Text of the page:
How does China’s rising military capabilities and expanding mission sets impact U.S. security objectives in Northeast Asia? The US strategic community has expended great effort to prepare for contingencies involving the end of the North Korean regime, either due to internal collapse or war. But there is one factor that is missing from even the most comprehensive WMD-E scenarios – the role of China. China may be more actively involved in controlling WMD problems than US planners anticipate; Chinese writings suggest the People’s Liberation Army (PLA) should be prepared to seize control over key nuclear sites, especially those close to their border, to prevent a loose nukes scenario and preempt US action. China could complicate or contribute to US efforts to prevent a North Korean nuclear attack in a conflict, denuclearize the Korean peninsula, and prevent the proliferation of nuclear materials, weapons and expertise. The implications of the US WMD-E mission, and China’s role in the issue, would extend beyond the specific crisis of the North Korean collapse or conflict.
Oriana Skylar Mastro is an assistant professor of security studies at the Edmund A. Walsh School of Foreign Service at Georgetown University where her research focuses on Chinese military and security policy, Asia-Pacific security issues, war termination, and coercive diplomacy. She is also the 2016-2017 Stanton Nuclear Security Fellow at the Council on Foreign Relations. Dr. Mastro also serves as officer in the United States Air Force Reserve, for which she works as a political military strategist at PACAF. Previously, Dr. Mastro was a fellow in the Asia-Pacific Security program at the Center for a New American Security (CNAS), a University of Virginia Miller Center National Fellow and a Center for Strategic and International Studies (CSIS) Pacific Forum Sasakawa Peace Fellow. Additionally, she has worked on China policy issues at the Carnegie Endowment for International Peace, RAND Corporation, U.S. Pacific Command, and Project 2049. She holds a B.A. in East Asian Studies from Stanford University and an M.A. and Ph.D in Politics from Princeton University.
Join us for a talk by Dr. Noémie Bouhana on Monday, Novemver 21st at noon.
Explaining Terrorist Propensity Development: A Systemist Perspective
The process of terrorist propensity development, also known as radicalization, is subject to constraints. Individuals are not equally susceptible to propensity change and human environments do not produce or sustain equally the conditions that support the radicalization process, notably the emergence of radicalizing settings. To explain radicalization, we need to understand the mechanisms which govern the interaction of factors of individual vulnerability, exposure and emergence (IVEE) at several levels of analysis. Such a systemist understanding, as opposed to a more traditional risk factor-based outlook, could help explain why some individuals in some environments are more vulnerable or resilient to radicalization at any given time. Findings from the EU-funded FP7 PRIME project on lone actor terrorism are used to illustrate this particular analytical approach. Implications for intervention are discussed.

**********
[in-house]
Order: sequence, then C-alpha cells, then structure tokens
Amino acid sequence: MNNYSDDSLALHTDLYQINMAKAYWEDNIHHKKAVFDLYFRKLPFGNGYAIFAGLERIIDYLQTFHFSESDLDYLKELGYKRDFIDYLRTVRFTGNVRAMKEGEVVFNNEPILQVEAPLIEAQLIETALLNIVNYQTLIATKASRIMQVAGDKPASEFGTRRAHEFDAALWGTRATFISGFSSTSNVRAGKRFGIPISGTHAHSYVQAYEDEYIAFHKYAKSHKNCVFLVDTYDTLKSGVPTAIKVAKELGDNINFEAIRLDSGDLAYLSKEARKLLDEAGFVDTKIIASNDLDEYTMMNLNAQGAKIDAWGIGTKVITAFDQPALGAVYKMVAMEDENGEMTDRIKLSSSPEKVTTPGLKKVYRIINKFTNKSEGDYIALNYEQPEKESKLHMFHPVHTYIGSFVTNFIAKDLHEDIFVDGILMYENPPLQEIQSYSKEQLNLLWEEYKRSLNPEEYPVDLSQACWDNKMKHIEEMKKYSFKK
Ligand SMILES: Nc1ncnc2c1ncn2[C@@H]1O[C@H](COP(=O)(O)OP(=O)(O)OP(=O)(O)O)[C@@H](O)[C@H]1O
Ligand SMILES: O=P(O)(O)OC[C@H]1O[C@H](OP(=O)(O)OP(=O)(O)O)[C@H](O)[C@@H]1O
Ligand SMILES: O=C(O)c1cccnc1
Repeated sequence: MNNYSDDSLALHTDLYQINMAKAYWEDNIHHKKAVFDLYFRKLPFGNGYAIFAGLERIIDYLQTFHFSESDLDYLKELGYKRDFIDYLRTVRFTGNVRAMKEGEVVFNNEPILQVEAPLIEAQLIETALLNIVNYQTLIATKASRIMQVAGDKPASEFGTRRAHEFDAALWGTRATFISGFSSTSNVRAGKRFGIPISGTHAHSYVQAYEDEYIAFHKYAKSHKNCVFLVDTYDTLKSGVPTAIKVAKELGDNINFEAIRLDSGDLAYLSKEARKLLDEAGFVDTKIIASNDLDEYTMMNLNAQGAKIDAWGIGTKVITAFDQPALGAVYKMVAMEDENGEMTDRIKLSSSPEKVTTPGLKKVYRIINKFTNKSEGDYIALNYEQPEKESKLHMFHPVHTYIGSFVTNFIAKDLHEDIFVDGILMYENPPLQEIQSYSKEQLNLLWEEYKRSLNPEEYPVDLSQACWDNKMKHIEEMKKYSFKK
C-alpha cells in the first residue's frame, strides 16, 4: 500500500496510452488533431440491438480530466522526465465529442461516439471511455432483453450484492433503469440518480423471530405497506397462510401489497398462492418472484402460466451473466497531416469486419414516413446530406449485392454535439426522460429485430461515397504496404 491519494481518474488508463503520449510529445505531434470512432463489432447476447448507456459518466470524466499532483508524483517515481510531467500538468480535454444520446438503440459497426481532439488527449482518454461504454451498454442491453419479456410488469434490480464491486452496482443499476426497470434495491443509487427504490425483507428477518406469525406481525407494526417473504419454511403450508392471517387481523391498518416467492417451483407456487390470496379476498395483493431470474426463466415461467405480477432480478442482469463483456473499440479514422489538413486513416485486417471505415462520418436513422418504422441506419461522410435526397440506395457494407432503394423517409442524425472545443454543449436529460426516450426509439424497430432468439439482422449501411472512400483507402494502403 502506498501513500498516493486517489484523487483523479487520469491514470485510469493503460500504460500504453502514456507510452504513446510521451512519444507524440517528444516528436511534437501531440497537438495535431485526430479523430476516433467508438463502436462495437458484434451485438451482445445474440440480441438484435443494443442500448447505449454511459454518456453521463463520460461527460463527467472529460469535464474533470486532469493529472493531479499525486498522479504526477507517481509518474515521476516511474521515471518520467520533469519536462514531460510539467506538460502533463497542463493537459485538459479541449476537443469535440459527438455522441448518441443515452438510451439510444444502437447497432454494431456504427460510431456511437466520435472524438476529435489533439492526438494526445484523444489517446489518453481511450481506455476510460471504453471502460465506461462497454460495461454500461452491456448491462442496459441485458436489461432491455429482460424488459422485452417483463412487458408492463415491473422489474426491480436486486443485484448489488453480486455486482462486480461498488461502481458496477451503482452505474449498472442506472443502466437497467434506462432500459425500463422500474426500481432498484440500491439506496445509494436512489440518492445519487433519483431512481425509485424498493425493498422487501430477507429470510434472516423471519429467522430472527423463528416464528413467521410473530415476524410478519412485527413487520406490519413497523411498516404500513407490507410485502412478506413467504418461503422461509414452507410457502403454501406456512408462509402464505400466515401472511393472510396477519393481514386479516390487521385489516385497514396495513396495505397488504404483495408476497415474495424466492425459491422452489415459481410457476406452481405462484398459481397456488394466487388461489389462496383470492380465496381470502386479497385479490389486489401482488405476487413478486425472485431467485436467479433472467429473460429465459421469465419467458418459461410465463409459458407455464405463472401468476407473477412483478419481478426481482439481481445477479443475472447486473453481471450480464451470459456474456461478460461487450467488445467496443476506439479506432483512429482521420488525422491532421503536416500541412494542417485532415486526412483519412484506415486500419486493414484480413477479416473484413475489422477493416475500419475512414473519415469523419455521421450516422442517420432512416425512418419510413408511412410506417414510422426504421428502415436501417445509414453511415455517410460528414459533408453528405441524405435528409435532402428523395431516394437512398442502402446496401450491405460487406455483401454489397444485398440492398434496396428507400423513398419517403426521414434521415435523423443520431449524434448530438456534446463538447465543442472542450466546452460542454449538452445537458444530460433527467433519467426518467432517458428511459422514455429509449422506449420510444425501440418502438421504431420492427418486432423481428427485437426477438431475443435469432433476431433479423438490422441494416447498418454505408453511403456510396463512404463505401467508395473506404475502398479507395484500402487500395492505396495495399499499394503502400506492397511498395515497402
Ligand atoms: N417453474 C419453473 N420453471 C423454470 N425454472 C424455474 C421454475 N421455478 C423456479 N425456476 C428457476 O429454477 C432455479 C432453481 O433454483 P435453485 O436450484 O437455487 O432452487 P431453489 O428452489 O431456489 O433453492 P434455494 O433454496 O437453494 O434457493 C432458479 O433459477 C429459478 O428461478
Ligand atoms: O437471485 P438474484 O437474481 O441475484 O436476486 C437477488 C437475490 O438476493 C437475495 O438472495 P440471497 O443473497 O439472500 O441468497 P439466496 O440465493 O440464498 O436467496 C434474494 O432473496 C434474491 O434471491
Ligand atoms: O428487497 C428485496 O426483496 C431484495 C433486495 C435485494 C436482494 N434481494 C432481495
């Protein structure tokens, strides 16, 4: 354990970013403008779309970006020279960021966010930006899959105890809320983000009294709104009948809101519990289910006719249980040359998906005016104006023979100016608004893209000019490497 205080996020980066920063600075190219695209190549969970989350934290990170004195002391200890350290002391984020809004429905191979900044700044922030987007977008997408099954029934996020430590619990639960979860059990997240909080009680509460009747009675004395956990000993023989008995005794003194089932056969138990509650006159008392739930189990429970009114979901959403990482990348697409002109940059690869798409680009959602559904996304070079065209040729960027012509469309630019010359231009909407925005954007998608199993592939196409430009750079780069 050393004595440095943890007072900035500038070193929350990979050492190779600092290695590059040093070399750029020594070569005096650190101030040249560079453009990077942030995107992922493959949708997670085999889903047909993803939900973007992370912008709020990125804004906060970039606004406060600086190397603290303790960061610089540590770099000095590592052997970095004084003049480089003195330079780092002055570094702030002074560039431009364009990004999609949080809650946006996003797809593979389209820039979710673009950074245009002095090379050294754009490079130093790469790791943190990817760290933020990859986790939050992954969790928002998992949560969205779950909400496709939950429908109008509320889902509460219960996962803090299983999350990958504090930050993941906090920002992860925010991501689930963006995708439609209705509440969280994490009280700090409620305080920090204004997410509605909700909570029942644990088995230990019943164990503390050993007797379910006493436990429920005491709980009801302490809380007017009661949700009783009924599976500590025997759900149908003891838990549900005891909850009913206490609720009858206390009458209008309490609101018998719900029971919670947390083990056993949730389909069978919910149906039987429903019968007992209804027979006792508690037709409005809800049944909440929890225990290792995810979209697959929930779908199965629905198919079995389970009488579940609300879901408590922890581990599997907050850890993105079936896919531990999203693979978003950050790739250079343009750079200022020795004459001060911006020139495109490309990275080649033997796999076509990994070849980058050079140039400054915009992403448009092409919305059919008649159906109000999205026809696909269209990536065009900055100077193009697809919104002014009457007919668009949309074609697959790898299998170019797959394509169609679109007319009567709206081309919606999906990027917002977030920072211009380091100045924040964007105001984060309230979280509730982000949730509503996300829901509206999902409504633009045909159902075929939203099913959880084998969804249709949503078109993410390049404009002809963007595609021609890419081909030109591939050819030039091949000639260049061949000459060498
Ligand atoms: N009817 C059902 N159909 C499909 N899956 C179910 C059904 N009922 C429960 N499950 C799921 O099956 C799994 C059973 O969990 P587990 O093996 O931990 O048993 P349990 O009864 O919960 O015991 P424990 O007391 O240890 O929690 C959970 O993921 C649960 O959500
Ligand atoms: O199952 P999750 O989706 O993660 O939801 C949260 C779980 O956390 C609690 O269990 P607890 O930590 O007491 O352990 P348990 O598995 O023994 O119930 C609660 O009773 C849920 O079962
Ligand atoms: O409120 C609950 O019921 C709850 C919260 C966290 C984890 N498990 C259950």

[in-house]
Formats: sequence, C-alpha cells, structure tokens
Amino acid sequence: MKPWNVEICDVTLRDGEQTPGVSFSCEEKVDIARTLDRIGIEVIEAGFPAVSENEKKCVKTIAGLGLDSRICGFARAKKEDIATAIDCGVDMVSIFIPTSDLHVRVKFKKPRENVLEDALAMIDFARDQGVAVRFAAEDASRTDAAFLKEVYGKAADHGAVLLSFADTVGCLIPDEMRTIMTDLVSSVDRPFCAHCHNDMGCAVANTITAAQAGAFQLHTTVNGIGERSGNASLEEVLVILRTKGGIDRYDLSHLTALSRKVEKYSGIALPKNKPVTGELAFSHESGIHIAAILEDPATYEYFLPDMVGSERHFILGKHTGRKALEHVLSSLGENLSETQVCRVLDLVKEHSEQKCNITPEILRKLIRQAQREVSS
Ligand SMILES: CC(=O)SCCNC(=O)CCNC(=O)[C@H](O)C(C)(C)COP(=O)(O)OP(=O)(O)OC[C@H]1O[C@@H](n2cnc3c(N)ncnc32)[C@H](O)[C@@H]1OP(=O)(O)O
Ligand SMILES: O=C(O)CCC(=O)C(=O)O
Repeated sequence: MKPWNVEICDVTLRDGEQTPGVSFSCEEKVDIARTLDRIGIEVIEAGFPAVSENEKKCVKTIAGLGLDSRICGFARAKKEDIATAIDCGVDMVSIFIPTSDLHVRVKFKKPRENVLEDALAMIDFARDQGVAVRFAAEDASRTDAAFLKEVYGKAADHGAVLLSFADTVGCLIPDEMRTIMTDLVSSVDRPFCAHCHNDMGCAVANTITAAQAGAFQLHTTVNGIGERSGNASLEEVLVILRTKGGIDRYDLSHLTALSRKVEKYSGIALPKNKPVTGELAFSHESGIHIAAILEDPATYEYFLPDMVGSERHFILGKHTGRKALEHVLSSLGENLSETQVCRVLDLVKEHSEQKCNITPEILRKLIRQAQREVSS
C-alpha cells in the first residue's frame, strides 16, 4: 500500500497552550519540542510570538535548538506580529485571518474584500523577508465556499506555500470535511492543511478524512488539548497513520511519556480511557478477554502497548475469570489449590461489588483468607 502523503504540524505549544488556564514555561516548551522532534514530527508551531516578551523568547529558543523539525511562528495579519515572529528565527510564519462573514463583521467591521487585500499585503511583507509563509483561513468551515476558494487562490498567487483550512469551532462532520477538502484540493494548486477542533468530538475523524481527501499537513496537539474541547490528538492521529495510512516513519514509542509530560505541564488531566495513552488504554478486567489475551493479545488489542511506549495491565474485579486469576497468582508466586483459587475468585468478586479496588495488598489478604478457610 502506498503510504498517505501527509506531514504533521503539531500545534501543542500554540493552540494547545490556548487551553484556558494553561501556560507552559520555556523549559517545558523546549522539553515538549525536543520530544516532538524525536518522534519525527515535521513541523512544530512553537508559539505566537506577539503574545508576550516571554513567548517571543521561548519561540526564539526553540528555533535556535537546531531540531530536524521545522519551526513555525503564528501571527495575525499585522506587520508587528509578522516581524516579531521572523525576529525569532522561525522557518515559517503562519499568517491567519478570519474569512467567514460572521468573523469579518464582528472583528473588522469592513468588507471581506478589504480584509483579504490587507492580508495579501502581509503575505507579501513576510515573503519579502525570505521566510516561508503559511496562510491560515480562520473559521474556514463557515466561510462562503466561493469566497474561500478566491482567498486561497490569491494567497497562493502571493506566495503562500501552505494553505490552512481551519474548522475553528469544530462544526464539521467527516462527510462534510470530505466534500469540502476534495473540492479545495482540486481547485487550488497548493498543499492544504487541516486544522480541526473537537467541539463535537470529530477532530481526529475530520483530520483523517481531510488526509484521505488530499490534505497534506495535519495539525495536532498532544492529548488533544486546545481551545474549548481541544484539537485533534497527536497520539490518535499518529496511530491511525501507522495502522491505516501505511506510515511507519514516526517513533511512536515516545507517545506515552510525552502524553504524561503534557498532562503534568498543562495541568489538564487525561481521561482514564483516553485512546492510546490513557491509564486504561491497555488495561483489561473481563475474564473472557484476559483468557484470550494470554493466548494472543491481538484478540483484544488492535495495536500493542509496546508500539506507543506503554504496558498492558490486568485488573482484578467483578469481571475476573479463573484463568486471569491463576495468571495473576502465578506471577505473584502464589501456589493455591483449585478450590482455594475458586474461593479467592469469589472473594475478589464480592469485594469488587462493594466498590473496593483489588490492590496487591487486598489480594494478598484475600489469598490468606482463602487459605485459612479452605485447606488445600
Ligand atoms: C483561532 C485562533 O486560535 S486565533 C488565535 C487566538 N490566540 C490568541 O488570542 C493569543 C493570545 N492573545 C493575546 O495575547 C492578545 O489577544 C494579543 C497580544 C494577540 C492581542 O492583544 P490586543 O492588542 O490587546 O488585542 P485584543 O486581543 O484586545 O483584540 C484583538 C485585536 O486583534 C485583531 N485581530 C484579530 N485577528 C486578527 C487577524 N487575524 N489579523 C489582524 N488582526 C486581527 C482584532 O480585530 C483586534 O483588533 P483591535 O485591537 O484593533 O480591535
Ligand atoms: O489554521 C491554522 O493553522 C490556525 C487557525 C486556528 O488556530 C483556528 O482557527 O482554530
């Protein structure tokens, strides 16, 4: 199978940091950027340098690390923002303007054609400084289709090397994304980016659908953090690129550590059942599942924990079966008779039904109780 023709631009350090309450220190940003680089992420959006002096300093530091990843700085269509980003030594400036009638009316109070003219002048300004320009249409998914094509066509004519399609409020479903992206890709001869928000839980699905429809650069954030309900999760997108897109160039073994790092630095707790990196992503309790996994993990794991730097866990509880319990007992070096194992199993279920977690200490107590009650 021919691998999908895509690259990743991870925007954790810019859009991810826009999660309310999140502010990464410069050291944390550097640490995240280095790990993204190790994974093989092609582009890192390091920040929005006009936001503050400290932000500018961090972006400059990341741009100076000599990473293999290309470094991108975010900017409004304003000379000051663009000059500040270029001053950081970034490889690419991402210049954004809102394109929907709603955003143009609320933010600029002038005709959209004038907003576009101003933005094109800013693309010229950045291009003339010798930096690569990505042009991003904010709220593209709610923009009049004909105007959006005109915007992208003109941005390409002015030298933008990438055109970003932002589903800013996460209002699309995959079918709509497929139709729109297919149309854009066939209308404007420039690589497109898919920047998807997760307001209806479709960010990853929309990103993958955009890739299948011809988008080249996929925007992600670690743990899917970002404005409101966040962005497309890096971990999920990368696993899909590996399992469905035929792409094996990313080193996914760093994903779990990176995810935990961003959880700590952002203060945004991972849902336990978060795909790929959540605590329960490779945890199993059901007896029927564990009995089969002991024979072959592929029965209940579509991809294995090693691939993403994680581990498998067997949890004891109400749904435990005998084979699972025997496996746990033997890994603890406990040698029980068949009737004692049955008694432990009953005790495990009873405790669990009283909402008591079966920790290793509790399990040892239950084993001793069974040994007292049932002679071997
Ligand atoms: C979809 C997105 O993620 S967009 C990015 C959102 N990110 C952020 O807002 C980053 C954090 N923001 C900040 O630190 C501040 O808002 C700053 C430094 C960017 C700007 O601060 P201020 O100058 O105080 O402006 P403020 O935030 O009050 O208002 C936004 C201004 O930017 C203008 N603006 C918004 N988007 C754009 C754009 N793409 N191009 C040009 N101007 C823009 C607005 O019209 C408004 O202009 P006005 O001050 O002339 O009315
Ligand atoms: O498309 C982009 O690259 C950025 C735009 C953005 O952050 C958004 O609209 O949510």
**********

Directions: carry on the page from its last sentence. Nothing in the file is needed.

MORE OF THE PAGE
Noémie Bouhana is Senior Lecturer in Security and Crime Science at University College London, where she leads the Counter-Terrorism Research Group. Her research interests focus on the study of the social ecological processes involved in the emergence of radicalizing settings and the role that these settings play in the individual development of a terrorist propensity. At present, Noémie is Principal Investigator of the €2.9M EU FP7 PRIME project, an international consortium of six European universities carrying out multidisciplinary research on the prevention, interdiction and mitigation of lone actor radicalization and attack behavior. She is also Principal Investigator of the $1M project "The Social Ecology of Radicalization", funded by the US DoD Minerva Initiative, which investigates the 'where' of radicalization in an international comparative perspective. Previous research has been funded by the UK Defence Science and Technology Laboratory (DSTL), the UK Home Office, Office of Security and Counter-Terrorism (OSCT), UK MOD Counter-Terrorism Science and Technology Centre, the UK Engineering and Physical Sciences Research Council (EPSRC), and the US National Institute of Justice (NIJ).
Why do hawkish leaders change course to pursue dovish policies? Ziv argues that conventional international relations theory underestimates the importance of leaders and their personalities, rendering it inadequate for explaining momentous foreign policy shifts. Applying insights from cognitive psychology, Ziv offers an elite-driven explanation of foreign policy change. The author argues that decision makers’ cognitive structure—specifically, their levels of cognitive openness and complexity—is a critical causal variable in determining their propensity to revise their beliefs and pursue new policies. The primary case explored here is that of Israeli statesman Shimon Peres, a longtime security hawk who became champion of Arab-Israeli peacemaking.
For Guy Ziv's short bio, please click here.
Sponsored by the Monterey Bay World Affairs Council, Dr. Michael Glosny (NSA Department) will be discussing his topic, China's Rising Power: The South China Sea. Lunch will start at noon, and the talk will be from 1300-1400.
Lunch is $35, auditing the talk is free. Reservation forms can be found using the link below: